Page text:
The Wikipedia article on the Deseret Alphabet—in its current incarnation—says the following:
The Deseret alphabet does not have a distinct symbol for the mid-central vowel. This sound is written as what it would be if the syllable that contains it were stressed. For example, the word enough is commonly pronounced [əˈnɐf], but when it is stressed (as in a declaration of irritation) it is pronounced [iˈnɐf]. The Deseret spelling of the word, 𐐨𐑌𐐲𐑁, reflects that stressed pronunciation.
If /ə/ does not have an inherent stressed value in a word, as is often the case before /r/, then it is written as 𐐲.
(This stressed pronunciation is sometimes referred to as “full”—and indeed was in an earlier manifestation of this article.)
I really need to correct this statement at some point, because I disagree with it. First, however, I need to confirm my hypothesis, which is that the “official” spellings used are derived from Webster’s Dictionary, and that the “full” nature of these vowels is because of that—and because Webster’s was a proscriptive dictionary. That is, it told you how words should be pronounced.
Modern dictionaries, on the other hand, tend to be descriptive, which means that they tend not to give the full pronunciations. Thus, the New Oxford American Dictionary says that “enough” is pronounced |ɪˈnəf|; |iˈnəf| isn’t even mentioned as a possibility. /ɪˈnʌf/ is given on http://dictionary.reference.com. http://www.merriam-webster.com gives three possibilities: \i-ˈnəf, ē-, ə-\.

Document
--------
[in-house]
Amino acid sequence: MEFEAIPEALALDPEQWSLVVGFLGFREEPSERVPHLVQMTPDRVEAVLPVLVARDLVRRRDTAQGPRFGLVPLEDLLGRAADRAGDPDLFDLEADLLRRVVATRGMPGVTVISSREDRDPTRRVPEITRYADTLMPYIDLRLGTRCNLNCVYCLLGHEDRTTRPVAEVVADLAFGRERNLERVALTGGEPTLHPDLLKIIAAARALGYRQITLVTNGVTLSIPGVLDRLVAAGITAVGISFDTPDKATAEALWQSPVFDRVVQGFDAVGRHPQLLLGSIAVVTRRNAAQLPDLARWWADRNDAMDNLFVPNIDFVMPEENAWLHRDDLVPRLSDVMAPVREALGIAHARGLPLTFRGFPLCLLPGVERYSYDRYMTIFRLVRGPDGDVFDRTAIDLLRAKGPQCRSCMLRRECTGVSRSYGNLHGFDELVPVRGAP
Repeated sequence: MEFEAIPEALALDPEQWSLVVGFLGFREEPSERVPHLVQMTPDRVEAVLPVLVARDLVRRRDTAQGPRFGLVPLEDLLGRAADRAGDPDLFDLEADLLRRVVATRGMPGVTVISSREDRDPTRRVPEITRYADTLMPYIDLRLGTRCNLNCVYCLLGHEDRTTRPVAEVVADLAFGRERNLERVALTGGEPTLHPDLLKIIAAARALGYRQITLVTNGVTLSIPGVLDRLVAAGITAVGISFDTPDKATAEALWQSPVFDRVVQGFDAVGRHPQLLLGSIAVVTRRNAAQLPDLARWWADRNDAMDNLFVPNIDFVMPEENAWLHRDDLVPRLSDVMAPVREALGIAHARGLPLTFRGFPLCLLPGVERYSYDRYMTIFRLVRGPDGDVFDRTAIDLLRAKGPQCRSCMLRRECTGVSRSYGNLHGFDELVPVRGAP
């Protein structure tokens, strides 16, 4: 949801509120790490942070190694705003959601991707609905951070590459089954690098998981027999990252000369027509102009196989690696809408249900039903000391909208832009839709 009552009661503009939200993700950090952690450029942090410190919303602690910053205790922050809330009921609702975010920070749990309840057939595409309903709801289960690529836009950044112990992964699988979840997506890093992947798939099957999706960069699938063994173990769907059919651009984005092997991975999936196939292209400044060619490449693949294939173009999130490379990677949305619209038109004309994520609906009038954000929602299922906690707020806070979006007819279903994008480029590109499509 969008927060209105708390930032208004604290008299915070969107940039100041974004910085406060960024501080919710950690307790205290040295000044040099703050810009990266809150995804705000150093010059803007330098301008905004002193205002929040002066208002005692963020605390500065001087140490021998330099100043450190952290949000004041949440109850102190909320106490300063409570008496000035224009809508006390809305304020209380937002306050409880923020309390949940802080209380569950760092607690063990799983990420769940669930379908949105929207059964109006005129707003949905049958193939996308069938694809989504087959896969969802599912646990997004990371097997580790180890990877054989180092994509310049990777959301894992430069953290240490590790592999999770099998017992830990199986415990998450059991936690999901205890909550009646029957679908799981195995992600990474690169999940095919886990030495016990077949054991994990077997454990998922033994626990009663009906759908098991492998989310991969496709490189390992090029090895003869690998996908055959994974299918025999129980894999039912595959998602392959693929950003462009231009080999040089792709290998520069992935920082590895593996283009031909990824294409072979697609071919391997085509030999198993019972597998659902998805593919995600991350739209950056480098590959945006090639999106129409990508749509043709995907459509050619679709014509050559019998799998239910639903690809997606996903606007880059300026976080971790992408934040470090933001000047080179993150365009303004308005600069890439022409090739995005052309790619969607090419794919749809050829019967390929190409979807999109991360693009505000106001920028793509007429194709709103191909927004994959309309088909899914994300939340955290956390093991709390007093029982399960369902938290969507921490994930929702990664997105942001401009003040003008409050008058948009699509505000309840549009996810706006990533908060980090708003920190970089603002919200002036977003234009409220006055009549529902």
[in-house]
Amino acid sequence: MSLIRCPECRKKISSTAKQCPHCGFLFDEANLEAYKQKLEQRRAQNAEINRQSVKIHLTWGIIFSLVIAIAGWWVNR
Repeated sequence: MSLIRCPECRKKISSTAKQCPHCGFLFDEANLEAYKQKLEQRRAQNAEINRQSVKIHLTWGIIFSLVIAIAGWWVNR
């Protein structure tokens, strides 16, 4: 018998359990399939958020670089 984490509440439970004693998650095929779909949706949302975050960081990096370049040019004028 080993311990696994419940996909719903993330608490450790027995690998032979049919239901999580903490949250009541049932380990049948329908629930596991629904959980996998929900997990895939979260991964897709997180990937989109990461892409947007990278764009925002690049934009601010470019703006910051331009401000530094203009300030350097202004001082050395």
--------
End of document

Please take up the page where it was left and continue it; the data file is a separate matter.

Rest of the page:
Now, one thing I found out while working on the Unihan database is that I’m not a lexicographer and I don’t want to be. Doing the job even vaguely well is a lot of work. And, frankly, I’d rather not set myself up as an authority on how words are pronounced. When working on the Deseret Classics Library, therefore, I use other people’s judgment whenever possible. I start with a combination of the Carnegie Mellon University phonetic data and the Mac’s text-to-speech engine, but when I run into a case which I’m not completely certain about, I check the three sources mentioned above—which are all conveniently available on my iPad Mini—and Kenyon and Knott’s A Pronouncing Dictionary of American English (1953) as a supplemental printed source. All of these are sufficiently modern that they’re not interested in “full” pronunciations. They’re descriptive, not proscriptive, and since people very rarely actually say |iˈnəf|, it’s not their preferred pronunciation.
And therefore when I run into the word “enough” in a text, I go with “𐐮𐑌𐐲𐑁” instead of “𐐨𐑌𐐲𐑁.”
Which is certainly enough for now.